Facebook founder and CEO Mark Zuckerberg’s announcement Tuesday that he and his wife, Priscilla Chan, will give away 99 percent of their company shares over their lifetimes was met with widespread praise. For one thing, it indicated how quickly Mr. Zuckerberg, in his early 30s, is ceding some of his time to charitable efforts. Bill Gates and Michael Bloomberg, among others, pointed to Zuckerberg as a potential model for other would-be philanthropists.
But the pledge, while unique, is also symptomatic of a line of thinking about wealth and giving that is gaining ground. Namely, a small but growing contingent of America’s ultra-rich are not only committing the bulk of their wealth to philanthropic causes, but also pooling their talents and networks to find innovative ways to address a range of complicated social issues.
The move to pool resources stands in contrast to the approach of giving millions, carte blanche, to established charitable foundations. The shift, experts say, stems from a variety of factors, but boils down to some of the world’s richest members thinking about the role and utility of their wealth differently – and more broadly.
“There is more emphasis on leaving the world in a healthier state for this generation of billionaire donors,” Melanie Ulle, CEO of Philanthropy Expert, a consulting firm that advises on the charitable efforts of major corporations, writes via e-mail. “There is less emphasis on ensuring a personal legacy. Systemically, it is certainly a smarter investment to commit to the health and livelihood of the planet rather than the bank accounts of their progeny.”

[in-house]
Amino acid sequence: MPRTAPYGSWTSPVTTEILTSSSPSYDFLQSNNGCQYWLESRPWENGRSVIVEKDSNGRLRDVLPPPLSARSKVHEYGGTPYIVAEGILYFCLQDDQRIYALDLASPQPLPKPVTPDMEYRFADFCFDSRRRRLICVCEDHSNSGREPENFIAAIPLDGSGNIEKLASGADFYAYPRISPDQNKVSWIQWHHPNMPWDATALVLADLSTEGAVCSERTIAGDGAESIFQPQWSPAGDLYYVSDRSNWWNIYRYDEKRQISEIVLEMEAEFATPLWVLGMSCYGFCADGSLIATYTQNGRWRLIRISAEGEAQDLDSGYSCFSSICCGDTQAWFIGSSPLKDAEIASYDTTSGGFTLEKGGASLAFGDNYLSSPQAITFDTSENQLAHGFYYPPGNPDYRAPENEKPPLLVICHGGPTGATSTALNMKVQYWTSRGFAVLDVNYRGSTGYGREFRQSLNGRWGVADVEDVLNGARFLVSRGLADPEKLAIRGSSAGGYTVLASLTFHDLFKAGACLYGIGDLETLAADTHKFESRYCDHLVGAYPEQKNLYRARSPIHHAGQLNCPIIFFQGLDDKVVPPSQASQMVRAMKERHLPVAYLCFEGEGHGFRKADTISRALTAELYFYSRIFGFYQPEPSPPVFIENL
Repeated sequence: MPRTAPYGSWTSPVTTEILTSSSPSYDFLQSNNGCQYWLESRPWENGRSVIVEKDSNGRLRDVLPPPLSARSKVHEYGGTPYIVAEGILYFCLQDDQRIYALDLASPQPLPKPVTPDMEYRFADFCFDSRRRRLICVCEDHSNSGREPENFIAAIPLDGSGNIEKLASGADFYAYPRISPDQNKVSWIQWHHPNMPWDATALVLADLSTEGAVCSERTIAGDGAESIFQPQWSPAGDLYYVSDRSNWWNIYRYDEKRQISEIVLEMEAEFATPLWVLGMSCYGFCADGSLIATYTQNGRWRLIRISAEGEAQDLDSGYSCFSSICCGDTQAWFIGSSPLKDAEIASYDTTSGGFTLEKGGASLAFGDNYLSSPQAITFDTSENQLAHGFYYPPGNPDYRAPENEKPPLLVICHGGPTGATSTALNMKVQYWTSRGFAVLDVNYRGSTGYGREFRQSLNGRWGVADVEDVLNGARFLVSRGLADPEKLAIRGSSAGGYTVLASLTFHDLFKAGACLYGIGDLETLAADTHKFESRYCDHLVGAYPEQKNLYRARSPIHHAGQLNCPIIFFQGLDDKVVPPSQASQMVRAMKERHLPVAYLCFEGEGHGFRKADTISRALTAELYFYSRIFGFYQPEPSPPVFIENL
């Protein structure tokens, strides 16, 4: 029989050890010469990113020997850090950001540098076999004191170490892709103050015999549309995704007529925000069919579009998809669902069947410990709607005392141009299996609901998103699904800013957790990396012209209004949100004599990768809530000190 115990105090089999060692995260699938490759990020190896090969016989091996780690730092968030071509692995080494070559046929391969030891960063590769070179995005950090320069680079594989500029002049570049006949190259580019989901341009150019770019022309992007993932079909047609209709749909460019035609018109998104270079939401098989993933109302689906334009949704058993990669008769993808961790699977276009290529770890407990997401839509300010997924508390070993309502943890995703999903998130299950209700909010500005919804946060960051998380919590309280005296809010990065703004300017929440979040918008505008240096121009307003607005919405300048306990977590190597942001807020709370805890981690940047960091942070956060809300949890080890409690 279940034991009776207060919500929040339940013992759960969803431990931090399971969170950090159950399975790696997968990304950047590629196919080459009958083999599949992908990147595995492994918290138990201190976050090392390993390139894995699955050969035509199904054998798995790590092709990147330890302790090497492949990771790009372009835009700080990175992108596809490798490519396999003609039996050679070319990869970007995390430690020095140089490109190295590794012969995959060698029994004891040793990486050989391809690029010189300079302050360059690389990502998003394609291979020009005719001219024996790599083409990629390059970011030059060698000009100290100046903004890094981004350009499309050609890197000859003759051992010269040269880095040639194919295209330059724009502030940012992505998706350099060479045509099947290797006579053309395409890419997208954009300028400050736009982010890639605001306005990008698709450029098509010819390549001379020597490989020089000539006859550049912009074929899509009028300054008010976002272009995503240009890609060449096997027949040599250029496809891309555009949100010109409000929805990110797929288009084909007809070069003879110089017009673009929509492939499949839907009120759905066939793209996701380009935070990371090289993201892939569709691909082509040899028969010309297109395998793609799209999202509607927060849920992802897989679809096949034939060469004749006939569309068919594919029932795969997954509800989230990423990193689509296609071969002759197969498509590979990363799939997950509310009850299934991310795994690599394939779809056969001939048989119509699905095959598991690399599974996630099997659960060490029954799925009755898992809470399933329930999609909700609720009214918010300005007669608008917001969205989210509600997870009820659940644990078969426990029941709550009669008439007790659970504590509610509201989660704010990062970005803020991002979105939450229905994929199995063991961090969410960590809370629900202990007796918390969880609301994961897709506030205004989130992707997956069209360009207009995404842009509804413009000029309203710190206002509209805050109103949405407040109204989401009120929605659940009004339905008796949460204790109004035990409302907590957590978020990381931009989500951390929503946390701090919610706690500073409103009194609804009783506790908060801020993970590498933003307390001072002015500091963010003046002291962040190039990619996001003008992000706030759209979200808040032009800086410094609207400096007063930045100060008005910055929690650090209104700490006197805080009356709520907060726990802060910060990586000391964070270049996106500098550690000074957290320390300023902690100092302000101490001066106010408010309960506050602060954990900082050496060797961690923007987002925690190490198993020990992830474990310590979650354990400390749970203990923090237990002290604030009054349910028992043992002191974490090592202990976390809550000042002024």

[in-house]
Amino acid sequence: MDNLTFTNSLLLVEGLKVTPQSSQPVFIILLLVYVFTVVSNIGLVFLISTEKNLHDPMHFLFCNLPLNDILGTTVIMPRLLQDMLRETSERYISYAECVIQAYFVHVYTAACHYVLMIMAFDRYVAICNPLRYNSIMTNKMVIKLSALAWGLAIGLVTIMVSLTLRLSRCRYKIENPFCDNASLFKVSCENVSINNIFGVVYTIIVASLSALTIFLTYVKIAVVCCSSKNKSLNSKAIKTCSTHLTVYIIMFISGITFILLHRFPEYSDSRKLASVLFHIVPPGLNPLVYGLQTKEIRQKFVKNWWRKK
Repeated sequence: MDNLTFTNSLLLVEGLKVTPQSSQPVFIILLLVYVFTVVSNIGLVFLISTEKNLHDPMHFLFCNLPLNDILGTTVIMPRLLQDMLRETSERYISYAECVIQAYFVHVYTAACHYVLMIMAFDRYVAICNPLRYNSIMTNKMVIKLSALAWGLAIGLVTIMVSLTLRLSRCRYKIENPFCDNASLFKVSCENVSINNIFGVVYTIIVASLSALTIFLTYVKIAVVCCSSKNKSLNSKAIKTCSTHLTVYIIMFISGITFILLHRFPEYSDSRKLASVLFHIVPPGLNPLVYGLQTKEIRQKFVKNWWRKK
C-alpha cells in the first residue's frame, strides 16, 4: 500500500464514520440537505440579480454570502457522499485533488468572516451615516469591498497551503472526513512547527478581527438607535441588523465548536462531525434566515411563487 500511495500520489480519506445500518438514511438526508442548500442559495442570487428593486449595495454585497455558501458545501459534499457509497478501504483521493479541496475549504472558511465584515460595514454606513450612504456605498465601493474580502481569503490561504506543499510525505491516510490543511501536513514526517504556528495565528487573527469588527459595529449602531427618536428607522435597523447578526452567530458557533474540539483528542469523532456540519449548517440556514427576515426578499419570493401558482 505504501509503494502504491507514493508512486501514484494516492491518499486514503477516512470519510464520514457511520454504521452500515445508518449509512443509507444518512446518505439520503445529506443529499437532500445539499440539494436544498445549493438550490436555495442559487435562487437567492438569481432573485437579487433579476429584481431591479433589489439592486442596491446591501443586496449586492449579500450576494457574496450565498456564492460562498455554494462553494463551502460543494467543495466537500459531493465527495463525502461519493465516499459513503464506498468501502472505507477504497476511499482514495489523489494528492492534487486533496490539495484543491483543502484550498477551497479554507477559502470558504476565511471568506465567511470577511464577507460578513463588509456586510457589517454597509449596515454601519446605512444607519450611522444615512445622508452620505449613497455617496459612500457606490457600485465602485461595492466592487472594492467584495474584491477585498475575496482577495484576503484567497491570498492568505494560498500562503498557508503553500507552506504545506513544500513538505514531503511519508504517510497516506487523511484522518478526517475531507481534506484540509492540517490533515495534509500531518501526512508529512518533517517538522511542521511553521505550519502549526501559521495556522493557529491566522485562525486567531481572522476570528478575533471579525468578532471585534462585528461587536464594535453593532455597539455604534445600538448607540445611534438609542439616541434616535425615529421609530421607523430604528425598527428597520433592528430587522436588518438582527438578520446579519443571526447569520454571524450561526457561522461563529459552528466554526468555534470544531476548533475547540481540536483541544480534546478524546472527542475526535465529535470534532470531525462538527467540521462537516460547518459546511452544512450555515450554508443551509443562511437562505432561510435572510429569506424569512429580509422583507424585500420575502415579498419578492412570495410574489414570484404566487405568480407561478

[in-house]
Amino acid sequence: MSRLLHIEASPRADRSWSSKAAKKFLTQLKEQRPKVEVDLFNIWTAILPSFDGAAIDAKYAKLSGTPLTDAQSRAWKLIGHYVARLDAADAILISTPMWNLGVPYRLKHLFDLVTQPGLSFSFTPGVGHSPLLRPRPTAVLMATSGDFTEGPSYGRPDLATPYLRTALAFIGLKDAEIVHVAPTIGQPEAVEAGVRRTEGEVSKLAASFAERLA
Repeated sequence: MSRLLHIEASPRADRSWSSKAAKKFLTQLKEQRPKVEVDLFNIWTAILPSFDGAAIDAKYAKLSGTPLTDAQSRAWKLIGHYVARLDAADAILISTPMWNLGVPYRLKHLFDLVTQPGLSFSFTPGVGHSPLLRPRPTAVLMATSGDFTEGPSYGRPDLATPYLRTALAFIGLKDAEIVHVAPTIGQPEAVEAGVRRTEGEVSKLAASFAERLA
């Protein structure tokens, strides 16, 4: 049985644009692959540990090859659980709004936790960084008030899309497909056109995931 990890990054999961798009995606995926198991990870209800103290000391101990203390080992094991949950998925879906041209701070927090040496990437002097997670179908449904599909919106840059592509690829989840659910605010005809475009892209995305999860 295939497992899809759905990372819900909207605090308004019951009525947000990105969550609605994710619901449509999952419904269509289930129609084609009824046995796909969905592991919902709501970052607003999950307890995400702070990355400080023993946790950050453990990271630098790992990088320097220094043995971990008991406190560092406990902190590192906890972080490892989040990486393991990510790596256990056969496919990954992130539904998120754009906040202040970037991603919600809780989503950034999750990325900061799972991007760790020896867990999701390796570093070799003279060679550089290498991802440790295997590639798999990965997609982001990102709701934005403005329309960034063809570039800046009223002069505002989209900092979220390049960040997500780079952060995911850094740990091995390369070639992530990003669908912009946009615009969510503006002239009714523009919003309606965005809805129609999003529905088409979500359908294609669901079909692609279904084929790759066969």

The billionaire you know
Zuckerberg’s commitment comes a few years after he became one of the first signers of the Giving Pledge, an initiative started by Mr. Gates and Warren Buffett in 2010 that challenges the world’s billionaires to promise to give away at least half of their fortunes. Mr. Buffett and Gates are the two richest men in America, and they say they’ve recruited 187 billionaires to their cause to date.
If the public nature of such commitments seems more widespread, it’s because many billionaires themselves, especially in the United States, are more public figures than they were in previous decades. They run tech companies that are household names, own popular sports teams, and, at least in Zuckerberg’s case, share intimate details of their private lives online.
Also, there are a lot more of them. The world had a record 1,826 billionaires in 2015, 290 of whom were new billionaires this year, according to Forbes.
That combination of ever-greater wealth at the top and visibility means greater scrutiny in terms of where that money goes. Something like the Giving Pledge “puts giving in the spotlight and prompts other people to give,” says Eileen Heisman, president and CEO of National Philanthropic Trust, whose home office is near Philadelphia.
Giving as entrepreneurship